Leadership needed as ghosts of 1998 crisis return to haunt Indonesia

opinion September 06, 2018 01:00

By Winarno Zain 
The Jakarta Post
Asia News Network

2,928 Viewed

As the rupiah plunged last week to below 14,800 per US dollar, memories of the 1998 Asian financial crisis came back to haunt the region. 

Ongoing crises in Turkey and Argentina have brought other emerging economies into the spotlight and under heavy scrutiny from global investors. These two embattled economies join India, Brazil and Indonesia in what analysts are now calling the “fragile five”. 

Currencies of all five have not only suffered contagion from the lira and peso crises, but are also being hit by tightening US monetary policies.

The Argentine peso has suffered the most, depreciating 60 per cent this year. The Turkish lira has meanwhile fallen 40 per cent, the Indian rupee 10 per cent and the Brazilian real 20 per cent. The rupiah depreciated 8.8 per cent, the smallest slide among the fragile five.

Crises hit the ‘fragile five’ 

Macroeconomic indicators of the five countries offer few clues why investors are pulling their money from these countries. As the depreciations vary in size, it is also not clear which indicator is the culprit for the currency woes.

Their growth in gross domestic product has no direct link to the severity of the currency crises. The Turkish economy has grown 7.4 per cent this year while Brazil’s GDP growth was only 1.6 per cent; yet the Turkish lira has depreciated twice as much as Brazil’s real. 

India’s GDP growth hit 8.2 per cent in June, the highest in the world and even surpassing China – yet the rupee has depreciated more than the rupiah.

Fiscal deficits in the fragile five also don’t explain investors’ assessment of the countries’ vulnerability to the crisis. The Turkish deficit was only 1.5 per cent of GDP, the best among the five. Brazil’s deficit hit 7.8 per cent of GDP, the worst, but the Brazilian real depreciation was only half the Turkish lira’s.

Current account deficits often weigh heavily in investor assessment of a country’s risk. A deficit has to be financed externally, so investors look at a country’s ability to service its debt. The fact that Argentina and Turkey are suffering the highest current account deficits among the five (6.3 per cent and 6 per cent of GDP) seems directly linked to their currencies’ depreciation. 

Inflation is another factor deciding a country’s vulnerability to economic shock. 

Argentina and Turkey have the highest inflation among the five (31 per cent and 14.4 per cent, respectively), with the others all recording less than 5 per cent. Indonesia has 3.1 per cent inflation and a 5.25 per cent interest rate, both the lowest among the five. 

Argentina responded to increased inflation by raising its interest rate by 1,500 basis points to 60 per cent, the highest among emerging economies. Turkey used unorthodox policies in responding to the lira’s fall and increased inflation by refusing to hike its interest rate.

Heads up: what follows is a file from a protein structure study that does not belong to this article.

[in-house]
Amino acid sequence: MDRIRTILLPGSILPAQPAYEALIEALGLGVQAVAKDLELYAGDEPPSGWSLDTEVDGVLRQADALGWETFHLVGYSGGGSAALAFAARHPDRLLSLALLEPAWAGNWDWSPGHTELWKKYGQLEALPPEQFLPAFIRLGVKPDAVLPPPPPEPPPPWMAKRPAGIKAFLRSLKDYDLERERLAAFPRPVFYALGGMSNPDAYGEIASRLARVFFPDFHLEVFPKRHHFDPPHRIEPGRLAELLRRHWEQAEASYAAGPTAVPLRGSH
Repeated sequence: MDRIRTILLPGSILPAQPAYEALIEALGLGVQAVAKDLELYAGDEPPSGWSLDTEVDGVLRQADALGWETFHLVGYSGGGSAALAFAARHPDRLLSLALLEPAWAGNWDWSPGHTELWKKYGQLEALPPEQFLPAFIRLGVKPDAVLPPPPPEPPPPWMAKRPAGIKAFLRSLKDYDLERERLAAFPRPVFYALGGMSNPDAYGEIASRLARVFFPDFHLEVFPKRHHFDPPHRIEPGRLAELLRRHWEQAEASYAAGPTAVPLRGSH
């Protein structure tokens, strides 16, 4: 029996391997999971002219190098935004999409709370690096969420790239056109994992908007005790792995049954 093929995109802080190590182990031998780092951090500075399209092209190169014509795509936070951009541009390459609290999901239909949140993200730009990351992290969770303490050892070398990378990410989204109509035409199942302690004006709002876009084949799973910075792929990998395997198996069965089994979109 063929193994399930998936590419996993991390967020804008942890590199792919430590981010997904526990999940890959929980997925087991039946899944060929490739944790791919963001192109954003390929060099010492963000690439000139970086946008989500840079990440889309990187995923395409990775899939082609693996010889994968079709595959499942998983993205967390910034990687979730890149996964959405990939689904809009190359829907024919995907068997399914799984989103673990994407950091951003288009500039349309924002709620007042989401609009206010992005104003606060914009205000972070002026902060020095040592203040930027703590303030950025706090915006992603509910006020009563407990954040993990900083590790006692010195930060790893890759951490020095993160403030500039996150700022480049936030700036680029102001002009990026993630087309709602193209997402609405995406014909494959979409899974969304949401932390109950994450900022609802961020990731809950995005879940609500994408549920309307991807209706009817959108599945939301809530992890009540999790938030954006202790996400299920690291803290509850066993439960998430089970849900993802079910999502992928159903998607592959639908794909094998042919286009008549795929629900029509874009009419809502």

Turkish President Recep Erdogan has unnerved foreign investors by resisting calls for interest rate hikes to reign in the rampant inflation. “Interest rate is the mother and father of all evils,” he said. 

The Turkish central bank only used trivial means to stem the slide of such as increasing the tax on foreign currency deposits while reducing tax on lira deposit. But these policies seem to have no significant impact. 

External debts are another important point for investors weighing a country’s resilience. The higher a country’s external debt, the more exposed it is to changes in its currency’s exchange rate. 

Unfortunately, most of the fragile five’s debts are in foreign currencies, primarily the US dollar. Argentina’s debt has hit 57 per cent of GDP, and 70 per cent of that is in foreign currencies. Turkish debts reached 50 per cent of GDP and totals US$453 billion. 

Of this, a total $181.8 billion is due to mature within a year from March. But Turkey only has $85 billion in its reserve, less than half of the debt that has to be paid.

Indonesia’s foreign debts totalled $355.7 billion or 34.8 per cent of GDP as of June, according to Bank Indonesia (BI). Of that, only $45 billion is due to mature within a year. But BI currently has $118 billion in its reserve, equivalent to 262 per cent of Indonesia’s short-term debt.

A country’s currency value changes via the interplay of several economic indicators as perceived by investors. The fact that the rupiah depreciated the least among the fragile five currencies reflects investor’s perception of a relatively stronger Indonesian economy.

Many Indonesians are still suffering the after-effects of the 1998 crisis. To ward off a repeat crisis, we need more than the technocratic solution currently being applied 

Economics Nobel laureate Paul Krugman wrote: “At such times, the quality of leadership suddenly matters a great deal. You need officials who have enough credibility that the market would give them the benefit of the doubt”. 

We are about to see whether President Joko Widodo and his officials can earn this benefit.

Winarno Zain is commissioner for a publicly listed oil and gas service company.